Author(s): He L, Thomson JM, Hemann MT, HernandoMonge E, Mu D,
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Abstract To date, more than 200 microRNAs have been described in humans; however, the precise functions of these regulatory, non-coding RNAs remains largely obscure. One cluster of microRNAs, the mir-17-92 polycistron, is located in a region of DNA that is amplified in human B-cell lymphomas. Here we compared B-cell lymphoma samples and cell lines to normal tissues, and found that the levels of the primary or mature microRNAs derived from the mir-17-92 locus are often substantially increased in these cancers. Enforced expression of the mir-17-92 cluster acted with c-myc expression to accelerate tumour development in a mouse B-cell lymphoma model. Tumours derived from haematopoietic stem cells expressing a subset of the mir-17-92 cluster and c-myc could be distinguished by an absence of apoptosis that was otherwise prevalent in c-myc-induced lymphomas. Together, these studies indicate that non-coding RNAs, specifically microRNAs, can modulate tumour formation, and implicate the mir-17-92 cluster as a potential human oncogene.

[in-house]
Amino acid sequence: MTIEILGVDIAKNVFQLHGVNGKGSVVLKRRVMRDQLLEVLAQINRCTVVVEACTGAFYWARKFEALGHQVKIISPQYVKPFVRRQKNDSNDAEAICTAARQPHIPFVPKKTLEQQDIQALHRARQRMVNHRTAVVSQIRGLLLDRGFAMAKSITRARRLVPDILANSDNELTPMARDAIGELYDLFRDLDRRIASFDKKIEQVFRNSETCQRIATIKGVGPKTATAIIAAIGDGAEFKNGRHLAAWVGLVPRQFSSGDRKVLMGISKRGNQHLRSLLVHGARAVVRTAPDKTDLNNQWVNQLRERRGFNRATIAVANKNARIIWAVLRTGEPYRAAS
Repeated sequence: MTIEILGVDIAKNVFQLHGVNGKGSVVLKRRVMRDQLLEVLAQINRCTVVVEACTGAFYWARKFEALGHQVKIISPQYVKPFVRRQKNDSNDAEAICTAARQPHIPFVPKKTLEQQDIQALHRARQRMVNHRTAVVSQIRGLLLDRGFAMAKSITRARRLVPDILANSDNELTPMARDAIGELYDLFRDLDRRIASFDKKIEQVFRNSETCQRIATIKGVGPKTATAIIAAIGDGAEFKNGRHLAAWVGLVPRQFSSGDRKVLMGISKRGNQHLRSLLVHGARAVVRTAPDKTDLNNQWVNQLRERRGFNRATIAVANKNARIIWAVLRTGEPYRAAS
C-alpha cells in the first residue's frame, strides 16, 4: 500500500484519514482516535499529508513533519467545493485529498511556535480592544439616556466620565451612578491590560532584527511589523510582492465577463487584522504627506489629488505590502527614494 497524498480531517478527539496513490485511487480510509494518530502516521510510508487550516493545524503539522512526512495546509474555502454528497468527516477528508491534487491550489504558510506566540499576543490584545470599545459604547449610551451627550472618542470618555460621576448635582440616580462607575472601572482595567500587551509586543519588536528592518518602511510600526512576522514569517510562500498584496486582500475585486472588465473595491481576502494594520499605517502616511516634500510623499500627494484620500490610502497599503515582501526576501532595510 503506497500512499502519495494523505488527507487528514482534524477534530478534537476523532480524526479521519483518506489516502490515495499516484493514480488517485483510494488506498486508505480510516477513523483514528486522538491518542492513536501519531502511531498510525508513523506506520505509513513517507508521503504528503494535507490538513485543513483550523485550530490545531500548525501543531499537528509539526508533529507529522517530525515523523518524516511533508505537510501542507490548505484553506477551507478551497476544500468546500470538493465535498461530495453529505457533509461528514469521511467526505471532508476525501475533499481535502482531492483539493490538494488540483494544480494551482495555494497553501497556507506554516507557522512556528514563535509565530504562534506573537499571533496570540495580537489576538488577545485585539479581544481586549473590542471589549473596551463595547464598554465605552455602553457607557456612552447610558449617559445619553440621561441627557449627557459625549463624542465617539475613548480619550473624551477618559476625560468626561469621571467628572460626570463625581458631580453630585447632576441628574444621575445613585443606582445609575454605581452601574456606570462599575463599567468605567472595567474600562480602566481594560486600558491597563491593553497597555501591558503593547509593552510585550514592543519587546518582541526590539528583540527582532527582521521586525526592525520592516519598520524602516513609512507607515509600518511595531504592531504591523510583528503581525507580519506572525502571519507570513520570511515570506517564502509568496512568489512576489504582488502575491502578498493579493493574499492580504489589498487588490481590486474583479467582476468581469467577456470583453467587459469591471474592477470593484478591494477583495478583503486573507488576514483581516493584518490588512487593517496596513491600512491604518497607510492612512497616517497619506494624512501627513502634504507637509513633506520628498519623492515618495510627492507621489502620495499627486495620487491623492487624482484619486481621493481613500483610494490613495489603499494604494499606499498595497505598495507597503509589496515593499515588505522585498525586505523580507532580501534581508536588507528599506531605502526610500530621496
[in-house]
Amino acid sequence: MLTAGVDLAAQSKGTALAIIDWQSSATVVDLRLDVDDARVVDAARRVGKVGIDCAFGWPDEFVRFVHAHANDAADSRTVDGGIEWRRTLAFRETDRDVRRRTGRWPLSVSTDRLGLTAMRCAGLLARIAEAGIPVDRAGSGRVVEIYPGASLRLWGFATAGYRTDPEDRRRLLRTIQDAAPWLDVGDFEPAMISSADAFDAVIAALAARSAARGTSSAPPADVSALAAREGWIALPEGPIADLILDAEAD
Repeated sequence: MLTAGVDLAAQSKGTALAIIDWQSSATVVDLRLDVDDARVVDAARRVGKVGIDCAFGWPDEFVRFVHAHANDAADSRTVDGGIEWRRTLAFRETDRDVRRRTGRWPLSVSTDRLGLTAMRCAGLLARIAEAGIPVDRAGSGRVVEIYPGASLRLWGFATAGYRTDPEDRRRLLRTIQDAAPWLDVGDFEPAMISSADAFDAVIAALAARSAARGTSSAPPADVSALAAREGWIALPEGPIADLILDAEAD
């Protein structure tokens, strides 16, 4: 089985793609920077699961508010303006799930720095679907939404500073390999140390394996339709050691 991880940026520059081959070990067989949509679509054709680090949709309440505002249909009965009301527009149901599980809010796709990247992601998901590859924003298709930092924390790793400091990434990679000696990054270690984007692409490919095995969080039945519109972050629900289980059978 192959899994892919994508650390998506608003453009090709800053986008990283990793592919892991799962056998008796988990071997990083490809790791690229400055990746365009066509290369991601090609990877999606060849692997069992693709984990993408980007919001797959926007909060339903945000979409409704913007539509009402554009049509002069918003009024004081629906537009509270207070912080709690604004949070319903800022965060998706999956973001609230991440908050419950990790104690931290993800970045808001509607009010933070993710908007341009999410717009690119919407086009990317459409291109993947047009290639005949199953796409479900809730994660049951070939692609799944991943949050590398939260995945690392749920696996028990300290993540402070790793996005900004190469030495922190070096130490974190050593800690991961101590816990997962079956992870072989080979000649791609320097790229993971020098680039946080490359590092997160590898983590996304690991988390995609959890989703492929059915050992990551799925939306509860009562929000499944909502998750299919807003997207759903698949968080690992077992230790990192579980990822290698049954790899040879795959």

This article was published in Nature
and referenced in Molecular Biology: Open Access